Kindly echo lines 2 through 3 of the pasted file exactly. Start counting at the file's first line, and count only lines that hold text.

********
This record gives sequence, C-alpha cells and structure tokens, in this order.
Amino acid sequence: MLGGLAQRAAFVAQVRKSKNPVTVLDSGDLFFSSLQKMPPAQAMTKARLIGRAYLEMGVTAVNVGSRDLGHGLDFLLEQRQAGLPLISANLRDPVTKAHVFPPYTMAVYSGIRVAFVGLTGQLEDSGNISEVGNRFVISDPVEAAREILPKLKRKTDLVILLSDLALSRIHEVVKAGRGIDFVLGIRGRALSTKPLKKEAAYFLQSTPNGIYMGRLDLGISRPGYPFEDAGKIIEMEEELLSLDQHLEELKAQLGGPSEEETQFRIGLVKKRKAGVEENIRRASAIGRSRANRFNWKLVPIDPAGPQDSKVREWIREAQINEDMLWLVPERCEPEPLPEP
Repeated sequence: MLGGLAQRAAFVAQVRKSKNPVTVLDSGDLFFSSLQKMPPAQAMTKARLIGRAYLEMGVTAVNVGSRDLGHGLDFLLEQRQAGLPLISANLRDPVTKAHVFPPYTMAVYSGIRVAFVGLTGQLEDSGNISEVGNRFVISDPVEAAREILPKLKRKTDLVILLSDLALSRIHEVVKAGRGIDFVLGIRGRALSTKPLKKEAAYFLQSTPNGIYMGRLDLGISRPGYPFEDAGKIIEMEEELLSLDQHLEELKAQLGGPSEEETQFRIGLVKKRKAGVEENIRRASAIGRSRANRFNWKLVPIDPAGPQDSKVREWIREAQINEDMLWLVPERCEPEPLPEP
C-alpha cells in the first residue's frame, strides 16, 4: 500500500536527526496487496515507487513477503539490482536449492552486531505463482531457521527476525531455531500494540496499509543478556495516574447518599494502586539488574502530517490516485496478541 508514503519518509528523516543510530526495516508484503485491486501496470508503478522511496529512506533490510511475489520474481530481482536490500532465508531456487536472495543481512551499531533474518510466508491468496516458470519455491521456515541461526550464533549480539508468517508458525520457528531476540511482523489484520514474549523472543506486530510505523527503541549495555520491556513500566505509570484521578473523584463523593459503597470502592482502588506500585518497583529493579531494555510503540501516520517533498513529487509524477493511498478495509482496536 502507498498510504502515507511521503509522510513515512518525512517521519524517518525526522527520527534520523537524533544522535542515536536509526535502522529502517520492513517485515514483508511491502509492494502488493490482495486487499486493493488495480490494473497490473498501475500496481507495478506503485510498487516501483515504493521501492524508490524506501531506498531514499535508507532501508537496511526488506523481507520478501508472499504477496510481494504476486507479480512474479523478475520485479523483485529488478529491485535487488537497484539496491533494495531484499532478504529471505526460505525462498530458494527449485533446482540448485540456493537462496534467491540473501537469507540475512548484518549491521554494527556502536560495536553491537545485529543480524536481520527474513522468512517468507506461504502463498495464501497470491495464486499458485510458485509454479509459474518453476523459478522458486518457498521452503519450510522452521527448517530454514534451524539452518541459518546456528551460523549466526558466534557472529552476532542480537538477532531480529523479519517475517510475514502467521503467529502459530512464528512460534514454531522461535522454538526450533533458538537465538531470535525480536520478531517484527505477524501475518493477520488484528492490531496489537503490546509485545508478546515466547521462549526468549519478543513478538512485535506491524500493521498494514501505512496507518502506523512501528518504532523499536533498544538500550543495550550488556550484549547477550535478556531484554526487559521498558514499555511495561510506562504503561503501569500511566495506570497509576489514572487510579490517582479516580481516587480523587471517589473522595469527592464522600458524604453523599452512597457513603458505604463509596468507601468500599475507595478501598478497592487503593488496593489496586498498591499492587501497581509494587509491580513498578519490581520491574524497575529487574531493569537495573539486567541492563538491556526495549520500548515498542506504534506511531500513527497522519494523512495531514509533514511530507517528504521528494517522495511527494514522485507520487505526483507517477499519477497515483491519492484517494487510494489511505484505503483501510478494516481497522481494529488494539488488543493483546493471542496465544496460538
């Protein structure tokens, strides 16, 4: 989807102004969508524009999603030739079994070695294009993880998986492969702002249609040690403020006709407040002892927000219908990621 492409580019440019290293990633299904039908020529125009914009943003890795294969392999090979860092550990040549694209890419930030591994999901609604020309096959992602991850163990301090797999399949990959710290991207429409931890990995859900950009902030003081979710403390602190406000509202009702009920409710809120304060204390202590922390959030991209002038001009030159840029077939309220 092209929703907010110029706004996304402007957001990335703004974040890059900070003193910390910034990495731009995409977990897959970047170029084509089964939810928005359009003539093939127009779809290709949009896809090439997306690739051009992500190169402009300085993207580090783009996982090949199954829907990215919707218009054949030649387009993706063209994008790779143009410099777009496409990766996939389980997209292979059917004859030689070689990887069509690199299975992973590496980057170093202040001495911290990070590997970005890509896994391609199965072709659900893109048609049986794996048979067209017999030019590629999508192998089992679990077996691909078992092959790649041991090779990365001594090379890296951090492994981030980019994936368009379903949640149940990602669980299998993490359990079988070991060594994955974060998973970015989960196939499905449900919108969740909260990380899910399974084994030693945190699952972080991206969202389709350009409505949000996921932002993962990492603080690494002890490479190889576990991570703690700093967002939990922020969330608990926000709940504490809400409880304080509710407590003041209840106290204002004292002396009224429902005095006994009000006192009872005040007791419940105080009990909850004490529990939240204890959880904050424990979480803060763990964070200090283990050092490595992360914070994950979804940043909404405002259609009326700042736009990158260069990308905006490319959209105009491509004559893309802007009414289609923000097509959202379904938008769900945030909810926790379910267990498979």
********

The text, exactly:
Amino acid sequence: MLGGLAQRAAFVAQVRKSKNPVTVLDSGDLFFSSLQKMPPAQAMTKARLIGRAYLEMGVTAVNVGSRDLGHGLDFLLEQRQAGLPLISANLRDPVTKAHVFPPYTMAVYSGIRVAFVGLTGQLEDSGNISEVGNRFVISDPVEAAREILPKLKRKTDLVILLSDLALSRIHEVVKAGRGIDFVLGIRGRALSTKPLKKEAAYFLQSTPNGIYMGRLDLGISRPGYPFEDAGKIIEMEEELLSLDQHLEELKAQLGGPSEEETQFRIGLVKKRKAGVEENIRRASAIGRSRANRFNWKLVPIDPAGPQDSKVREWIREAQINEDMLWLVPERCEPEPLPEP
Repeated sequence: MLGGLAQRAAFVAQVRKSKNPVTVLDSGDLFFSSLQKMPPAQAMTKARLIGRAYLEMGVTAVNVGSRDLGHGLDFLLEQRQAGLPLISANLRDPVTKAHVFPPYTMAVYSGIRVAFVGLTGQLEDSGNISEVGNRFVISDPVEAAREILPKLKRKTDLVILLSDLALSRIHEVVKAGRGIDFVLGIRGRALSTKPLKKEAAYFLQSTPNGIYMGRLDLGISRPGYPFEDAGKIIEMEEELLSLDQHLEELKAQLGGPSEEETQFRIGLVKKRKAGVEENIRRASAIGRSRANRFNWKLVPIDPAGPQDSKVREWIREAQINEDMLWLVPERCEPEPLPEP